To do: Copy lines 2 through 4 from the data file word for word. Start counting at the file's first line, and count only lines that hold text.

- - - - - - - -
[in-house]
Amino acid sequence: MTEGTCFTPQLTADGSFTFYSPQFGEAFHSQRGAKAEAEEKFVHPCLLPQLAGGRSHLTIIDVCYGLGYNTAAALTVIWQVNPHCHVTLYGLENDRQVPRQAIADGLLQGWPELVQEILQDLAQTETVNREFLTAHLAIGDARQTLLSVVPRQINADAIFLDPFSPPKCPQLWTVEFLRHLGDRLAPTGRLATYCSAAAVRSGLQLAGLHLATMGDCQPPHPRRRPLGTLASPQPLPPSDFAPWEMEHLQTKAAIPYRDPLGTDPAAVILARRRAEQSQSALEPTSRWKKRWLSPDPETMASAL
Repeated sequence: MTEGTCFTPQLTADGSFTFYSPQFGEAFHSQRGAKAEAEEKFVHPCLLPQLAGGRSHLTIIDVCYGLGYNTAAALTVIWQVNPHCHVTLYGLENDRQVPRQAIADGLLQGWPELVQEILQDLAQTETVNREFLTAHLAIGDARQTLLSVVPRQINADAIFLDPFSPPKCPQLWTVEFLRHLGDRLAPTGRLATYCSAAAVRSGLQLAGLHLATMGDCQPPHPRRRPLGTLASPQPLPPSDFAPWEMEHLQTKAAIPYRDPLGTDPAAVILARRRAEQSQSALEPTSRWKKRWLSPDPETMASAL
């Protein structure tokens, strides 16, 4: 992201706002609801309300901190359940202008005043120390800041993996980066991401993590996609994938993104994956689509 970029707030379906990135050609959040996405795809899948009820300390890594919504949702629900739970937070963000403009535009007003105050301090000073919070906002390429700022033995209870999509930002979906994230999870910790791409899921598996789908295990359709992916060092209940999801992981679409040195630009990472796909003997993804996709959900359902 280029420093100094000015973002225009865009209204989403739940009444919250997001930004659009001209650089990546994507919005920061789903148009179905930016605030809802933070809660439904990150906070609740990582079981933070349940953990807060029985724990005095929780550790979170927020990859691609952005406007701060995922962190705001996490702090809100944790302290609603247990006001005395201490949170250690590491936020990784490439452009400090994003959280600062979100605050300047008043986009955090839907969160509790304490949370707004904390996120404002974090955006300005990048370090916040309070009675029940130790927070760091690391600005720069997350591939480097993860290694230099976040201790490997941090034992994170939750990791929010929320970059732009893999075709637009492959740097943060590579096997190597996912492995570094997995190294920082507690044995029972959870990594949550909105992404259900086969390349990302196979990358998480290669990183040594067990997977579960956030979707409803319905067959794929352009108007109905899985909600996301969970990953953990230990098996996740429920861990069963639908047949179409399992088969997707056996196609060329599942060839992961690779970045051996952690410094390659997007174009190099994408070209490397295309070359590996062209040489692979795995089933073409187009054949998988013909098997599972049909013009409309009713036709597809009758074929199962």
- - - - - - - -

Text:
Amino acid sequence: MTEGTCFTPQLTADGSFTFYSPQFGEAFHSQRGAKAEAEEKFVHPCLLPQLAGGRSHLTIIDVCYGLGYNTAAALTVIWQVNPHCHVTLYGLENDRQVPRQAIADGLLQGWPELVQEILQDLAQTETVNREFLTAHLAIGDARQTLLSVVPRQINADAIFLDPFSPPKCPQLWTVEFLRHLGDRLAPTGRLATYCSAAAVRSGLQLAGLHLATMGDCQPPHPRRRPLGTLASPQPLPPSDFAPWEMEHLQTKAAIPYRDPLGTDPAAVILARRRAEQSQSALEPTSRWKKRWLSPDPETMASAL
Repeated sequence: MTEGTCFTPQLTADGSFTFYSPQFGEAFHSQRGAKAEAEEKFVHPCLLPQLAGGRSHLTIIDVCYGLGYNTAAALTVIWQVNPHCHVTLYGLENDRQVPRQAIADGLLQGWPELVQEILQDLAQTETVNREFLTAHLAIGDARQTLLSVVPRQINADAIFLDPFSPPKCPQLWTVEFLRHLGDRLAPTGRLATYCSAAAVRSGLQLAGLHLATMGDCQPPHPRRRPLGTLASPQPLPPSDFAPWEMEHLQTKAAIPYRDPLGTDPAAVILARRRAEQSQSALEPTSRWKKRWLSPDPETMASAL
């Protein structure tokens, strides 16, 4: 992201706002609801309300901190359940202008005043120390800041993996980066991401993590996609994938993104994956689509 970029707030379906990135050609959040996405795809899948009820300390890594919504949702629900739970937070963000403009535009007003105050301090000073919070906002390429700022033995209870999509930002979906994230999870910790791409899921598996789908295990359709992916060092209940999801992981679409040195630009990472796909003997993804996709959900359902 280029420093100094000015973002225009865009209204989403739940009444919250997001930004659009001209650089990546994507919005920061789903148009179905930016605030809802933070809660439904990150906070609740990582079981933070349940953990807060029985724990005095929780550790979170927020990859691609952005406007701060995922962190705001996490702090809100944790302290609603247990006001005395201490949170250690590491936020990784490439452009400090994003959280600062979100605050300047008043986009955090839907969160509790304490949370707004904390996120404002974090955006300005990048370090916040309070009675029940130790927070760091690391600005720069997350591939480097993860290694230099976040201790490997941090034992994170939750990791929010929320970059732009893999075709637009492959740097943060590579096997190597996912492995570094997995190294920082507690044995029972959870990594949550909105992404259900086969390349990302196979990358998480290669990183040594067990997977579960956030979707409803319905067959794929352009108007109905899985909600996301969970990953953990230990098996996740429920861990069963639908047949179409399992088969997707056996196609060329599942060839992961690779970045051996952690410094390659997007174009190099994408070209490397295309070359590996062209040489692979795995089933073409187009054949998988013909098997599972049909013009409309009713036709597809009758074929199962």